Stargazers can get a great look at Jupiter on any clear night for the rest of September. The giant planet, always bright, will be especially hard to miss as it approaches closer to Earth than it will at any time until 2022.
In North America this month, Jupiter will be low in the east shortly after twilight, moving higher up toward the southeast as the evening grows late, according to NASA and Sky and Telescope magazine.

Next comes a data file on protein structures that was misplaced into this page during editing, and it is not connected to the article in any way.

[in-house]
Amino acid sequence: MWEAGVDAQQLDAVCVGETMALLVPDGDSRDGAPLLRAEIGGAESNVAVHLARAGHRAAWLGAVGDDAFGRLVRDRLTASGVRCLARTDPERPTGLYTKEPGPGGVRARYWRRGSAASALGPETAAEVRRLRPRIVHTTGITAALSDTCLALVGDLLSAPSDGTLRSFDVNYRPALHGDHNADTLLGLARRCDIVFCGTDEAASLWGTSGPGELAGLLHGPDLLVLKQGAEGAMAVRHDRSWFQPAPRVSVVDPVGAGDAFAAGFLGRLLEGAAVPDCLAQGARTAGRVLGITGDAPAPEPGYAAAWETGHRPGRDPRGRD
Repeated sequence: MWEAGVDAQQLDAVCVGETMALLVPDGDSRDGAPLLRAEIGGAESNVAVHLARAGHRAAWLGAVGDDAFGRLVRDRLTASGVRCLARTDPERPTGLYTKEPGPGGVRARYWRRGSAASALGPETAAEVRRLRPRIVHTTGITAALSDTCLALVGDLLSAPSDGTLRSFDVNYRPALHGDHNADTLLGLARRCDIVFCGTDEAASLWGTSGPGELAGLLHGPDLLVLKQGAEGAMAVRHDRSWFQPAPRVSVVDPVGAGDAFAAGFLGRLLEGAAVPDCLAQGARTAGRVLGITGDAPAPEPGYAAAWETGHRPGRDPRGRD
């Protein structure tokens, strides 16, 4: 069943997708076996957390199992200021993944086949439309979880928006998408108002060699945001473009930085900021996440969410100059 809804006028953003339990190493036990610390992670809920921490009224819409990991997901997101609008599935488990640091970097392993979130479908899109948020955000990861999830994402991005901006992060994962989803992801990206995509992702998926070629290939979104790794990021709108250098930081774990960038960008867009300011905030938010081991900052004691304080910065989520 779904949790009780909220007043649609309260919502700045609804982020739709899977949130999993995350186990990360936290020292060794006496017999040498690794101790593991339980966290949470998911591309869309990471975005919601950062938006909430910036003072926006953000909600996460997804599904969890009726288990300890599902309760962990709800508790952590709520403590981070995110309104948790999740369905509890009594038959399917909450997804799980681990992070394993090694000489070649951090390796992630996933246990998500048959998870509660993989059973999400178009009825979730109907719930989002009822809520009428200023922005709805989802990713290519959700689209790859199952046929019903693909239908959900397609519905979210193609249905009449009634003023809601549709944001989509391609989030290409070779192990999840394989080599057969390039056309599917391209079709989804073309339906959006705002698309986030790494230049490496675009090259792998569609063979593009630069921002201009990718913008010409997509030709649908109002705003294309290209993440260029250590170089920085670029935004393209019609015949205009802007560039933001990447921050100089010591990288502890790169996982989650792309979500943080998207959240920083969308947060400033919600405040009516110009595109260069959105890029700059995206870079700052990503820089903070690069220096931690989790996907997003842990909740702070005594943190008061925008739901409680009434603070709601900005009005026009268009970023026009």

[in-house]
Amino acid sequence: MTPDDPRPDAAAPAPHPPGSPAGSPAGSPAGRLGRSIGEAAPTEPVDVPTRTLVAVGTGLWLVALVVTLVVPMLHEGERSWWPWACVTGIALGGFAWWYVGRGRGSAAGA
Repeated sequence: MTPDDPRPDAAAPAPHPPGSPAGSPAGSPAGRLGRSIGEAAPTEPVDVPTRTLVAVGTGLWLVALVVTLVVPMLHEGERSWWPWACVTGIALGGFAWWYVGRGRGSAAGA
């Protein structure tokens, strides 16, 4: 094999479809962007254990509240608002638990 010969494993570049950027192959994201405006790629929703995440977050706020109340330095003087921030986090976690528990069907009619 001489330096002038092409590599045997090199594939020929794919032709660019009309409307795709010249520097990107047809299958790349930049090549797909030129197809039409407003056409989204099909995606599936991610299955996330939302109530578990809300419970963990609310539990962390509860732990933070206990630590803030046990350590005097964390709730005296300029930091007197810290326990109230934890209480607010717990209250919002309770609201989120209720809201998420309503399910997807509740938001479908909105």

Jupiter will be nearest to Earth on the night of Monday, Sept. 20, when it passes 368 million miles (594 million km) away. For comparison, the sun is about 93 million miles (150 million km) from us. But viewers shouldn't despair if they miss the show on the 20th: Jupiter will be nearly as close and bright all month.
Earth orbits the sun in about 365 days. But Jupiter, farther out there, takes 4,332 Earth-days to make the same trip. Therefore, Earth laps Jupiter periodically, on the inside track. As that pass occurs, the two worlds come much closer than when they are on opposite sides of the sun. Because the planets' orbits are not perfect circles, some passes are tighter than others.
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